Tuesday, June 12, 2007

Waving the rainbow flag

Mum's just been to visit for a week. She was immeasurably helpful, doing the dishes, grocery shopping, cooking, taking us shopping for twin prams. Last night Donor Dan and his boyfriend James came over to meet her. Danny and James were great, the epitome of charming and stylish young gay boys. My mother likes gay boys. I think she likes to have attractive young men around!

She did drive Lovergirl a bit mad. It was a week, in a tiny flat, with LG home studying for exams, me lying on the couch with my bucket, and Mum talking. A Lot.

All in all she seems to be coping quite well with the non-conformist family unit we are establishing here. Lovergirl and I have had a few conversations about how much more out one has to be when having kids. All those medical appointments and hospital bookings (booking a double bedroom in the private hospital!), and people asking about my husband, and negotiating with insurance companies and real estate agents and every-bloody-body. What I realised is Mum's having to make a lot of those decisions too. She's so pleased she's going to be a grandmother she has to tell everybody, but then she gets the Questions. Is your daughter married? Do you like her partner? what does he do?

Mum says, 'I don't have a problem with it, but I don't see the need to wave the flag all the time.' She's worked out a series of answers, and discovered that skill
of avoiding the pronounwe same-sex-attracted types learn early. LG's name, when shortened, is gender neutral, so Mum has found that a handy way of dodging revelations about my family structure. Such as, 'No Mikhela isn't married. Her partner, L, is a psychologist.'

I found all this out last night when Danny courageously asked Mum how she felt about all of this (me & LG, babies, donors...mindblowing, really, when you think about Mum's childhood in 50's rural Victoria Creswick). She outlined her avoidance tactics - not with close friends, but with the more acquaintance-type people in her social circle. The ladies at Weight Watchers. People at work.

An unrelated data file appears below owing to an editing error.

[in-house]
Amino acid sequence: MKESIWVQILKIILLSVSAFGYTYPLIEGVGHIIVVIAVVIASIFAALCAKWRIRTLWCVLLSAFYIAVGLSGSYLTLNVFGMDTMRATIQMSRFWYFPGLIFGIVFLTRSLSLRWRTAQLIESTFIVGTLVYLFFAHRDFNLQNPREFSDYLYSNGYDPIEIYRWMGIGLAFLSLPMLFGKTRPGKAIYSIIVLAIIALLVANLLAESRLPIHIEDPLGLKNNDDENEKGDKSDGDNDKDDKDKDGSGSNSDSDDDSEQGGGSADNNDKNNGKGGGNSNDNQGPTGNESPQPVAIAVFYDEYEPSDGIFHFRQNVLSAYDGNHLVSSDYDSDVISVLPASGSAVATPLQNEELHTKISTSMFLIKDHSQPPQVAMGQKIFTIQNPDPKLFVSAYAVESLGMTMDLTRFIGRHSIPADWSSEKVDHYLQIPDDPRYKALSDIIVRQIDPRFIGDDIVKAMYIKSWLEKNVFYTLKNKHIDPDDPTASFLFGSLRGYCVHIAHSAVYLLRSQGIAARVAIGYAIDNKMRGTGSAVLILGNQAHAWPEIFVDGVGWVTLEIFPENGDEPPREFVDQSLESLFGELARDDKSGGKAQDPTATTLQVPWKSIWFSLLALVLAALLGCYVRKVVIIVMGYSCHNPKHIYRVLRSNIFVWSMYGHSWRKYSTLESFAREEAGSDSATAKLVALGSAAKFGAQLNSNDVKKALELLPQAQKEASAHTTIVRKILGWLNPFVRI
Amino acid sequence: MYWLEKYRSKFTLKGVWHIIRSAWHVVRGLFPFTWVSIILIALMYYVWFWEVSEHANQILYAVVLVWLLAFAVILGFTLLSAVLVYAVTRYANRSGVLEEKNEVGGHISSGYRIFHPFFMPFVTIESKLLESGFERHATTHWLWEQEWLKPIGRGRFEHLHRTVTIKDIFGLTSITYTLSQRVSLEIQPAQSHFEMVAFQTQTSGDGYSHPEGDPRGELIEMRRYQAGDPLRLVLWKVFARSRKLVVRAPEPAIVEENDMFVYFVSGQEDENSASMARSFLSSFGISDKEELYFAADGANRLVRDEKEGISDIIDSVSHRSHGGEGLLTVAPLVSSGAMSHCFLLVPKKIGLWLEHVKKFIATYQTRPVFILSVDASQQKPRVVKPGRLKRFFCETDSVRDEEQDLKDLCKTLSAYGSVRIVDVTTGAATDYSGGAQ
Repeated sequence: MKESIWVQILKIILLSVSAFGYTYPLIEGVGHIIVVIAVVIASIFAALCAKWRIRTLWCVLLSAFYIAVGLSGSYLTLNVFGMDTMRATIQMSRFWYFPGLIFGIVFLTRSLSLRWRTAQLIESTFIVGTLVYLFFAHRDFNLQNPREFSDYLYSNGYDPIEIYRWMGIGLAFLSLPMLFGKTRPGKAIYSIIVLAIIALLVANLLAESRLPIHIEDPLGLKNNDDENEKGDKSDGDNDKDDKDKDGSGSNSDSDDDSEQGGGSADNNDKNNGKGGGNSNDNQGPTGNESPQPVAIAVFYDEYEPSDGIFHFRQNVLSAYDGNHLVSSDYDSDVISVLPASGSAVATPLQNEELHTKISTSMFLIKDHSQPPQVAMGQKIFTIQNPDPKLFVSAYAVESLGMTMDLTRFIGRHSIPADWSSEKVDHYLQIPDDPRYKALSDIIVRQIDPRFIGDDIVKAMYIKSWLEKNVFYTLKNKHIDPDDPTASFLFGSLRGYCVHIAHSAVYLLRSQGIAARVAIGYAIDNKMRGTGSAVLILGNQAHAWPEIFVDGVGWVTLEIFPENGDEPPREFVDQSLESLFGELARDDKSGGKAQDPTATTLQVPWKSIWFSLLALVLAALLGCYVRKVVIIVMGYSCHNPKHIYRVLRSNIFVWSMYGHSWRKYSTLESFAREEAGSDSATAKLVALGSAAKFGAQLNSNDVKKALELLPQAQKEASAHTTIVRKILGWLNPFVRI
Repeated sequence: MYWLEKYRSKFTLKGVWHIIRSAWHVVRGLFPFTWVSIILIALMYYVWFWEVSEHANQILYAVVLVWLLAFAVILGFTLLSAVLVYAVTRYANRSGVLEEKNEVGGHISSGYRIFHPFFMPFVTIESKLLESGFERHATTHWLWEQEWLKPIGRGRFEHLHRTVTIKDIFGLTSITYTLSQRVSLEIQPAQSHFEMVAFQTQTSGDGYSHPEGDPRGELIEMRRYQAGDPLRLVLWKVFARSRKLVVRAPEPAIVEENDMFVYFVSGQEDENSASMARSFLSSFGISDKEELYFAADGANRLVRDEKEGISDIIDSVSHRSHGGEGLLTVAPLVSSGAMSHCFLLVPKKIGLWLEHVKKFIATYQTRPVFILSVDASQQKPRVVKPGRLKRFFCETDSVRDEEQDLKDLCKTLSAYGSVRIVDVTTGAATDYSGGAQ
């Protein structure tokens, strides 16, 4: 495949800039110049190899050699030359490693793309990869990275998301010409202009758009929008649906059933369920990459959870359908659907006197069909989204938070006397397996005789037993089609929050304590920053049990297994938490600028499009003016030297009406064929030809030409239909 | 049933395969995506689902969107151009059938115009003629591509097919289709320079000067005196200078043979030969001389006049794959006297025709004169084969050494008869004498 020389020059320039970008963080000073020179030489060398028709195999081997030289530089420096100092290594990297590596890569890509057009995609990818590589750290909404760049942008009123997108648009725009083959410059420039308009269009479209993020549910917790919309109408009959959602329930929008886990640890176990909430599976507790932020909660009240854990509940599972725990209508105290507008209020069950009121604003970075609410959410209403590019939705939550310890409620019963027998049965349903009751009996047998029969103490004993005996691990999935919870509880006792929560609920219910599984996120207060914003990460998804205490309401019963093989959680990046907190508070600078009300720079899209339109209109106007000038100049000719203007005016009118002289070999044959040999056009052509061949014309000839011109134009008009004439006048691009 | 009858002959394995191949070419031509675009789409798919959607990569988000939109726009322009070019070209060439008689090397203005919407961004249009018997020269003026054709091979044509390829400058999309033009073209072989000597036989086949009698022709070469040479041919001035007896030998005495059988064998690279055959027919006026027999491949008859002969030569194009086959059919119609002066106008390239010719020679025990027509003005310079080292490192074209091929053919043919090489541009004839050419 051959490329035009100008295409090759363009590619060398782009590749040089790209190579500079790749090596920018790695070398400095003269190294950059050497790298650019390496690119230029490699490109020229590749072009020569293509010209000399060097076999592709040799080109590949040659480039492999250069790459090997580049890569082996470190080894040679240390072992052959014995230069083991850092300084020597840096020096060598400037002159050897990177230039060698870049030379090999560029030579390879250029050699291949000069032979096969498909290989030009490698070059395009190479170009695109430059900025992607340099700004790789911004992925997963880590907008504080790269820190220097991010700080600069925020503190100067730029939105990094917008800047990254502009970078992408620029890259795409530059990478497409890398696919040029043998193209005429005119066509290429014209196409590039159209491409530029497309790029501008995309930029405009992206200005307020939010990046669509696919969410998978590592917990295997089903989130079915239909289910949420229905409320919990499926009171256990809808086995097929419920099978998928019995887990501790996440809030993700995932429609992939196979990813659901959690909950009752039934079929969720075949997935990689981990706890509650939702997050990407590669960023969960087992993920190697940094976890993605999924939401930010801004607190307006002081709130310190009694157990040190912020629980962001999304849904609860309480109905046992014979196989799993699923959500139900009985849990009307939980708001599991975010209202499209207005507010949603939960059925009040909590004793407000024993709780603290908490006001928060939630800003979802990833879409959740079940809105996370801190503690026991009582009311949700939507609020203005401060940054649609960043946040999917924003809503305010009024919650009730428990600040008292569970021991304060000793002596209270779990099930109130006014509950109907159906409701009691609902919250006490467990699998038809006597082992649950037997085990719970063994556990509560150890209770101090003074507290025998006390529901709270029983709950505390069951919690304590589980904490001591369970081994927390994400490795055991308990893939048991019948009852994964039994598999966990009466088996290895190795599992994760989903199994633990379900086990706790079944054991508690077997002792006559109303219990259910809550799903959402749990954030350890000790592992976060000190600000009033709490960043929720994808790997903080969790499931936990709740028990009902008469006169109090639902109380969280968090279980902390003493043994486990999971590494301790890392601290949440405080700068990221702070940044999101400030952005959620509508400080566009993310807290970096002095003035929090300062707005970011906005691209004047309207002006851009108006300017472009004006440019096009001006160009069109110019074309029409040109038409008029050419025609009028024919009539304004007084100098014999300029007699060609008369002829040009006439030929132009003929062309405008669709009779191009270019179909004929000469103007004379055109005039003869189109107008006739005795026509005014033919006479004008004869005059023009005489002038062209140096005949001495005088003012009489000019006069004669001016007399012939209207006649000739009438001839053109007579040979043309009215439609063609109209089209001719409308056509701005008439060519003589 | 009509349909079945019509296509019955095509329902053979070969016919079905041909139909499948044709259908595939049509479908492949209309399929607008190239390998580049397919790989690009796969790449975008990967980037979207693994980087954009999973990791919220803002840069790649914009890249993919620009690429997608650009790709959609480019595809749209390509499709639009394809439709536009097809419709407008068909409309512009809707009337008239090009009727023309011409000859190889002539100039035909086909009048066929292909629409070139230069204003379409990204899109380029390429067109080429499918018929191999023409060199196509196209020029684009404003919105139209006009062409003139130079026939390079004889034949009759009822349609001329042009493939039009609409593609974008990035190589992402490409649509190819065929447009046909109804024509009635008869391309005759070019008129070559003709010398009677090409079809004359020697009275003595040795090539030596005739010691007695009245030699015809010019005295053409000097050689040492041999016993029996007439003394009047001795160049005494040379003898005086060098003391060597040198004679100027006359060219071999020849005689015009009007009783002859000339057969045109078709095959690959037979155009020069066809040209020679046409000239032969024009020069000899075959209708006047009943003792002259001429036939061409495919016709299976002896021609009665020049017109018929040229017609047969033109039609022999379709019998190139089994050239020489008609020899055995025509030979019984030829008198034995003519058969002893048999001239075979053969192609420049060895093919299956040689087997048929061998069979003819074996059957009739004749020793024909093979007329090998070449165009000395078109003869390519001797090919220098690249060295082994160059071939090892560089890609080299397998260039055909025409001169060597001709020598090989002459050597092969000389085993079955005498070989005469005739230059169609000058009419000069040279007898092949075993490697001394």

Initially I felt a bit offended - she's denying my family! But it's a big, arduous task being out, even for me. Often it's just easier to not correct assumptions, to avoid the double-take just before the person at the hotel desk/doctor's receptionist/client blinks and says, 'Oh, right, yes of course, of course,' sometimes adding, 'That's fine,' like I should be grateful that it might not be.
Up until now it's been a personal choice, but now dodging the father question means denying Lovergirl's part in our family. 'Are you married?' 'No.' 'Oh, it's going to be hard bringing up twins on your own.' And so on.

Anyway I think Mum's going to find it harder and harder, as time goes on, to stay in the closet about her daughters.


ThirdCat said...

Gee this is a good post. I'm glad you're finding the time to blog in between bouts of throwing up. You know that post you wrote a while ago about same or different?

'She did drive Lovergirl a bit mad': same.

'I don't see the need to wave the flag all the time': different.

JahTeh said...

I hope I'm still around for when the questions just aren't asked anymore.

Still with the up-chucking? I sympathise, truly.